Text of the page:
NEW YORK—The Metropolitan Opera came up with a sublime ending to the Verdi Bicentennial Year: a new production of the composer’s final work, “Falstaff.”
I have fond memories of Franco Zeffirelli’s version, especially when the lead was played by the remarkable Giuseppe Taddei. Nevertheless, the new production staged by Robert Carsen is very funny and musically engaging, with a terrific cast and with James Levine conducting.
The action has been updated from the Elizabethan era to 1950s England. Sir John Falstaff is first seen at the Garter Inn, which has the atmosphere of a men’s club. He spends his time hatching schemes with his confederates and fending off creditors.
He foolishly pens the same love letter to two of the well-heeled local wives whom he hopes to fleece. After the two ladies, Alice Ford and Meg Page, compare notes at the urging of the droll Mistress Quickly, they plan to punish the old rascal.
Meanwhile, Ford (Alice’s husband) learns of Falstaff’s intention to seduce his wife and decides to don a disguise and visit the rogue. Ford has plans to marry off his daughter Nannetta to stuffy Dr. Caius, but she is in love with a young man named Fenton.
Mistress Quickly meets with Falstaff and tells him to visit Alice Ford at 2 o’clock in the afternoon, when her husband will be out of the house. Ford appears soon afterward, pretending to be a man named Fontana, offering wine and money if the scoundrel will seduce Alice.
Fontana’s justification for the odd request is that he also has designs on Alice and thinks that if she has one extramarital affair, she will be more likely to embark on a second adulterous relationship. Falstaff announces that he already has plans to see her.
Falstaff shows up at Alice’s house, but he is suddenly told that jealous Ford is on his way. Falstaff hides in a large laundry basket in the kitchen. Ford shows up with a crowd of townspeople who search the house, looking for the corpulent knight.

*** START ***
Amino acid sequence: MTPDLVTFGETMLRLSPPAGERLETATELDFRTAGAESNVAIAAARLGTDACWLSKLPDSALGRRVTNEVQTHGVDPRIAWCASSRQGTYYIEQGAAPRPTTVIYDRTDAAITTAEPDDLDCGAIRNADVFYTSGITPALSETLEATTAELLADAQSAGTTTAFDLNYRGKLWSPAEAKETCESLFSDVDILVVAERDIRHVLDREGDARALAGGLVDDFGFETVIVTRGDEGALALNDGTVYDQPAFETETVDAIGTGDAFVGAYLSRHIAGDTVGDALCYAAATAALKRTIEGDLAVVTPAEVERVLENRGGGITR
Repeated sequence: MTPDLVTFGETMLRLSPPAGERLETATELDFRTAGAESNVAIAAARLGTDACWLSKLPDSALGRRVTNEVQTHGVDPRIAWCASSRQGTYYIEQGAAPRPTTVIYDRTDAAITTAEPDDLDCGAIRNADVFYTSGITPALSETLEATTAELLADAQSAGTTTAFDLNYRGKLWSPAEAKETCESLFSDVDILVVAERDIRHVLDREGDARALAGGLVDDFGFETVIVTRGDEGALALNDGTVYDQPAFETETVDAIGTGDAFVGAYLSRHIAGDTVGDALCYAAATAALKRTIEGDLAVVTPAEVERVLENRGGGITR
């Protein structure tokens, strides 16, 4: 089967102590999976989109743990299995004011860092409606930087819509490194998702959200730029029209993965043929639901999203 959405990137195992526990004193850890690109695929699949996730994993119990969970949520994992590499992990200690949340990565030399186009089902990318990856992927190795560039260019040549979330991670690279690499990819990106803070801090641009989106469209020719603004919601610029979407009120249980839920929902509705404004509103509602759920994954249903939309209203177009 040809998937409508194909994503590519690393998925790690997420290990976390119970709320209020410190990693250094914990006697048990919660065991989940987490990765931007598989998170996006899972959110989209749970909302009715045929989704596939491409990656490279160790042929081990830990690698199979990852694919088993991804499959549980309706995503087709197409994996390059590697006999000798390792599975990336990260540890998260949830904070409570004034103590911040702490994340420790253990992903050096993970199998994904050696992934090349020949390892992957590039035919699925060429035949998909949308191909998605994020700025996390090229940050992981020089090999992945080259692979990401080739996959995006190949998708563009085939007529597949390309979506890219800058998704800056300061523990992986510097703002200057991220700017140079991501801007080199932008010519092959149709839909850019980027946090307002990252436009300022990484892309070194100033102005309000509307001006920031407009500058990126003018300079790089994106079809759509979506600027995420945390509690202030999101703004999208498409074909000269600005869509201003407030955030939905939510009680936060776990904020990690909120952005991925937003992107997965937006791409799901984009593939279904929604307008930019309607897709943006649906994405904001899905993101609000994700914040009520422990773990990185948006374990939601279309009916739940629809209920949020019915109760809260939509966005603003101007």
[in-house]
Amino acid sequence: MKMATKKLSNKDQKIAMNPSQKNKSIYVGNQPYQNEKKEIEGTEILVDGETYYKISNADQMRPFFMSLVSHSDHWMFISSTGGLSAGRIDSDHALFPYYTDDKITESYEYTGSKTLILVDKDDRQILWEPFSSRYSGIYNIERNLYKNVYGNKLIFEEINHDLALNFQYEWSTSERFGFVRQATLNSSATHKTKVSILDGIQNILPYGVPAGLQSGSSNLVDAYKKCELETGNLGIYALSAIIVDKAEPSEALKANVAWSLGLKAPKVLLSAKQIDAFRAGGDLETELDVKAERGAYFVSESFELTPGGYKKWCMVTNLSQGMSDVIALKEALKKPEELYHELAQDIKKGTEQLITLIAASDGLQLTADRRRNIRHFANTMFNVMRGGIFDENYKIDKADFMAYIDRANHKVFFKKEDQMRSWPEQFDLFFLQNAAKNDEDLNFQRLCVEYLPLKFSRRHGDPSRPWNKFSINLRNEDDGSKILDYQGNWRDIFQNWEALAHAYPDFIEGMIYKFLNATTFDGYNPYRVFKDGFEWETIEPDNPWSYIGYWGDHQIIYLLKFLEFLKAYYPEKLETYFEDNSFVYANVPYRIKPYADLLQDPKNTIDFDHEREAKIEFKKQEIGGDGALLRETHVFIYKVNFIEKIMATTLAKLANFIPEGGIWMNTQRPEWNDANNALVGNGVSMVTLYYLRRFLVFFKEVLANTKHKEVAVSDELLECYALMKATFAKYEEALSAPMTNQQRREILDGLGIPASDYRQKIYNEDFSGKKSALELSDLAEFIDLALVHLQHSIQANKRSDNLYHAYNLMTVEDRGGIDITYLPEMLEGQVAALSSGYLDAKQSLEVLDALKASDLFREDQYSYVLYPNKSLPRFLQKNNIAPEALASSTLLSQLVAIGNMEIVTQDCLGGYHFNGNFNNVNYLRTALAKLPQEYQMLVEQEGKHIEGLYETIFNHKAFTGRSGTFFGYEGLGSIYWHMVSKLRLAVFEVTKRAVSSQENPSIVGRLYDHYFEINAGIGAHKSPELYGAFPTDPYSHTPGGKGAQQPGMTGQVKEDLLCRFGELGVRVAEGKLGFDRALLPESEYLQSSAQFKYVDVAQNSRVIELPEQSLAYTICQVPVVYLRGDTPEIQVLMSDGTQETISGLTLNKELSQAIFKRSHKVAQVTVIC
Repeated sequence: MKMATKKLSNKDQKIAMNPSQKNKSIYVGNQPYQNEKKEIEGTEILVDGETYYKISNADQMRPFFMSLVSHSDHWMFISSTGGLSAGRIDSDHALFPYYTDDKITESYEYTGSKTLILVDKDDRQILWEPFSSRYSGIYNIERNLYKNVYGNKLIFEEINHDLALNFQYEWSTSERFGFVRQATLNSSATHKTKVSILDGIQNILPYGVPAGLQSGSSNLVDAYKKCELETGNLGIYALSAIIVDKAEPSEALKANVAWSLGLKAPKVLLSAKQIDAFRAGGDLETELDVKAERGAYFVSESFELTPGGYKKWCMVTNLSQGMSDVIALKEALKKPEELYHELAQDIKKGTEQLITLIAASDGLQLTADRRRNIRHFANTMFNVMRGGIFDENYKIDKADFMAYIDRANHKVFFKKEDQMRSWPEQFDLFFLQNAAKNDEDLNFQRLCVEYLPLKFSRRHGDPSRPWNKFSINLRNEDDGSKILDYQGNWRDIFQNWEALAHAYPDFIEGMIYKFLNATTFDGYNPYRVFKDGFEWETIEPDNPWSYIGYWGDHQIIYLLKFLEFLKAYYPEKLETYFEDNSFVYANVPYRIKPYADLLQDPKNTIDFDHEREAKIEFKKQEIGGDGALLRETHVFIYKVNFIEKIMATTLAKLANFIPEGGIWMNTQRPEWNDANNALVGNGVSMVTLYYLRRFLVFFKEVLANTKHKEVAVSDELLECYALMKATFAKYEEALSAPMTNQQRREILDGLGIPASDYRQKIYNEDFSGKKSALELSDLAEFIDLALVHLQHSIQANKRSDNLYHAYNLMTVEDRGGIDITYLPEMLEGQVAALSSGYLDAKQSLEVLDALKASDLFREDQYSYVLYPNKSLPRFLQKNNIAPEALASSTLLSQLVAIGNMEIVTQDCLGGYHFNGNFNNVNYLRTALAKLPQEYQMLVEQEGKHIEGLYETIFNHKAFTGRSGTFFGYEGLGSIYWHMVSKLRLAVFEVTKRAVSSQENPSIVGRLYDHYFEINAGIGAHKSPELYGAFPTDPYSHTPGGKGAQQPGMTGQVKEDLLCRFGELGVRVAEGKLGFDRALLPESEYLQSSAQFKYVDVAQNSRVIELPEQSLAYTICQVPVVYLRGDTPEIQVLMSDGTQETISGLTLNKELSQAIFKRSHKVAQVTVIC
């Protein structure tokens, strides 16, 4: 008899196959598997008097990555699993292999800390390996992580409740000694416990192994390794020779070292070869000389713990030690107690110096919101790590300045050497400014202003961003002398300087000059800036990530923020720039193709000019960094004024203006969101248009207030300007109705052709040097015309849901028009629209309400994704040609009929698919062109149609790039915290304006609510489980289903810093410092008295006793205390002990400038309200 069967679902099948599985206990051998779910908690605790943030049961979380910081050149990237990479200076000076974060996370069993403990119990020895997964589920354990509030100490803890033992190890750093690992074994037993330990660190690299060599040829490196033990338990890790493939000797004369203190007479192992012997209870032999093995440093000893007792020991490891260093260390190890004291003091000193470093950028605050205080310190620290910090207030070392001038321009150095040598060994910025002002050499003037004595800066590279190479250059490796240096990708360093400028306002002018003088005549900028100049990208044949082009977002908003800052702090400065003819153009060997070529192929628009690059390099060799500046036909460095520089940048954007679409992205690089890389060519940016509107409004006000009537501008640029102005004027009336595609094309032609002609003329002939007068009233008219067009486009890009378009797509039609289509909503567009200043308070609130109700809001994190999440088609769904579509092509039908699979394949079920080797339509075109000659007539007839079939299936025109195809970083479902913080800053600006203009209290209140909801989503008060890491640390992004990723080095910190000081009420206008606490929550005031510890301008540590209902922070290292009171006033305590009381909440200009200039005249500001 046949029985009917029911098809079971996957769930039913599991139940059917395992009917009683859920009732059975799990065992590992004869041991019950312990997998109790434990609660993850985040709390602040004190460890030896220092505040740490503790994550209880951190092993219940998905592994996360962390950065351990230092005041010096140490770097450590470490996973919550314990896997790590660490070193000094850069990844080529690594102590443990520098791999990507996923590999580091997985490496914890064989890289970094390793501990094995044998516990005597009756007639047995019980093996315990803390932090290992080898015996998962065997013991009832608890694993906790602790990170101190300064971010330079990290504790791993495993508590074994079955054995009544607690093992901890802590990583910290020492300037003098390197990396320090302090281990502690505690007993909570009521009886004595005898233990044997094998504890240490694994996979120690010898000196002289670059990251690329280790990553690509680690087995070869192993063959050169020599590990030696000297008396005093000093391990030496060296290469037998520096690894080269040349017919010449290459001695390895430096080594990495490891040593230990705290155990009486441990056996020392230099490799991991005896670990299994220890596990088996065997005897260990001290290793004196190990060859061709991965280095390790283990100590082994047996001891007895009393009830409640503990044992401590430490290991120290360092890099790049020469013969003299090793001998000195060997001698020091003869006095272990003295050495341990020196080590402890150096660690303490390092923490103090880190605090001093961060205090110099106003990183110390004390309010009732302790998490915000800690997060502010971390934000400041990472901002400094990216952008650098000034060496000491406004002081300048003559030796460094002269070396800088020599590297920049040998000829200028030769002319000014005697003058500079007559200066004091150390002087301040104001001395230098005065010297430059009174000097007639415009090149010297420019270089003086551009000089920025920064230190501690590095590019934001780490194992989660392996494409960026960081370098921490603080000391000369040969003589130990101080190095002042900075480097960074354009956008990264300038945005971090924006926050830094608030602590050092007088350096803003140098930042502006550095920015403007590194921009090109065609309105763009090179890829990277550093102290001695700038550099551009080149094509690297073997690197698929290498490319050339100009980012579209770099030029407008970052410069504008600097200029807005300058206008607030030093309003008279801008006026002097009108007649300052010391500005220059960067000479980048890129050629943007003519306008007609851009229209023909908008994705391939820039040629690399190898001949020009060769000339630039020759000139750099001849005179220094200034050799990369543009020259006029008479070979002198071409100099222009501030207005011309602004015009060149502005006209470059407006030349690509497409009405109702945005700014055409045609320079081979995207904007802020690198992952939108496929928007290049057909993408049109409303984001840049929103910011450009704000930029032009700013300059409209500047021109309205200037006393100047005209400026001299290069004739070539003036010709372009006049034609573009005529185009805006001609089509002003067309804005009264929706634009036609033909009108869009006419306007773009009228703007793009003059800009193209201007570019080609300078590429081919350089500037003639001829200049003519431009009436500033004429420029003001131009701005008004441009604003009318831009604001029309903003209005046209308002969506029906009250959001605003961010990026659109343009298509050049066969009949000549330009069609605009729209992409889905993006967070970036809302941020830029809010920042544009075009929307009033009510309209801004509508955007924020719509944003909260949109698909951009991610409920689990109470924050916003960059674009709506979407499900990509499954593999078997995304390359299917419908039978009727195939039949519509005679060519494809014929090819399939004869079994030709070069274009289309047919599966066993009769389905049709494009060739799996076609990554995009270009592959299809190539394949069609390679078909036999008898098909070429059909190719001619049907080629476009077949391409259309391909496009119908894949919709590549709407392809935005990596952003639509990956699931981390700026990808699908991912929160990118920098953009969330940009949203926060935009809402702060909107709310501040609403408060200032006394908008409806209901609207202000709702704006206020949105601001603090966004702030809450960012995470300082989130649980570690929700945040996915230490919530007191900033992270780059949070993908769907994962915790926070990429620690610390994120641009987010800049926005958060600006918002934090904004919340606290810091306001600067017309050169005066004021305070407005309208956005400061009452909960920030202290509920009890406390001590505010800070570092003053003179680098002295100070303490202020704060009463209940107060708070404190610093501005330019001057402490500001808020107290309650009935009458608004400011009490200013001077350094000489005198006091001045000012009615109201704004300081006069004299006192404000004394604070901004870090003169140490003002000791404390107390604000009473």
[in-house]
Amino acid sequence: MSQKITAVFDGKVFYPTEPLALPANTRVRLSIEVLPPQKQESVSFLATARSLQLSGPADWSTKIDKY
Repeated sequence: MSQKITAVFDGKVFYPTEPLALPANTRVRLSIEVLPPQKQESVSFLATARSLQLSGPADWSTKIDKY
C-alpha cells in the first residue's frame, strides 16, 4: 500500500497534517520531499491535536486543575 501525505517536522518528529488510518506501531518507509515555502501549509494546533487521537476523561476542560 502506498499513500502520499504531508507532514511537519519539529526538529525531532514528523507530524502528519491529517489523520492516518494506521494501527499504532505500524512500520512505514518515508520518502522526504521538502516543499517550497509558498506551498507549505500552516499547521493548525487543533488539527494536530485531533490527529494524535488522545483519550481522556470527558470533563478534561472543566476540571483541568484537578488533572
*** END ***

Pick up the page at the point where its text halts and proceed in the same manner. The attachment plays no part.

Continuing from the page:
The angry husband hears sounds from under a table and thinks it is Falstaff. Instead, he discovers his daughter smooching with Fenton. In the confusion, Alice orders her servants to empty the laundry basket out the window. When they do so, Falstaff is tossed into the River Thames.
In the next scene, Falstaff is sharing a barn with a horse eating hay. He bemoans the state of the world, but Mistress Quickly convinces him to meet Alice in the park that night. He is to wear the disguise of the Black Huntsman.
Ford plans not only to punish Falstaff but also to wed Nannetta to Dr. Caius. Mistress Quickly overhears these plans and warns the young lovers.
At midnight, Alice appears and vows her love for Falstaff but runs off at the approach of the spirits, who are the disguised Nannetta and townspeople. They attack the knight for his wicked ways until he realizes they have tricked him.
Ford is about to perform the marriage of Caius to the woman in white when Alice brings forth a second couple who also plan to wed. At the end of the ceremony, it is revealed that Nannetta has married Fenton, and the woman in white is revealed as Bardolfo (one of Falstaff’s former accomplices).
Everyone agrees that he who laughs last laughs best.
Ambrogio Maestri seems born to play Falstaff. He is mountainous, the tallest figure on stage, and of immense girth (perhaps padded). More importantly, he has impeccable comic timing and sings with a large, rich voice and flawless style. He is generally considered the finest Falstaff on the world stage, and he confirms it here.
As Mistress Quickly, Alice Ford, and Meg Page, singers Stephanie Blythe, Angela Meade, and Jennifer Johnson Cano, respectively, also turn in delightfully witty and well-sung performances.
As Nannetta, Lisette Oropesa, looking like the young Debbie Reynolds in a ponytail, is a charmer. Her rendition of “Sul fil d’un soffio” was one of the evening’s highlights.
Franco Vassallo’s Ford was vigorously acted, but his Act II monologue was a bit disappointing. (For a point of reference, listen to Lawrence Tibbett’s 1926 recording on YouTube and you will understand why his rendition made the baritone an instant star.)
Director Robert Carsen maintains the comic momentum, aided by Brigitte Reiffenstuel’s 1950s costumes and Paul Steinberg’s sets. The yellow kitchen and the pandemonium that takes place there are worth the price of admission.
And, of course, with the extraordinary James Levine conducting, Verdi’s timeless music is in the best of hands.
“Falstaff” is running intermittently at the Metropolitan Opera (212-362-6000, metopera.org) through Jan. 11.
Barry Bassis has been a music, theater, and travel writer for over a decade for various publications.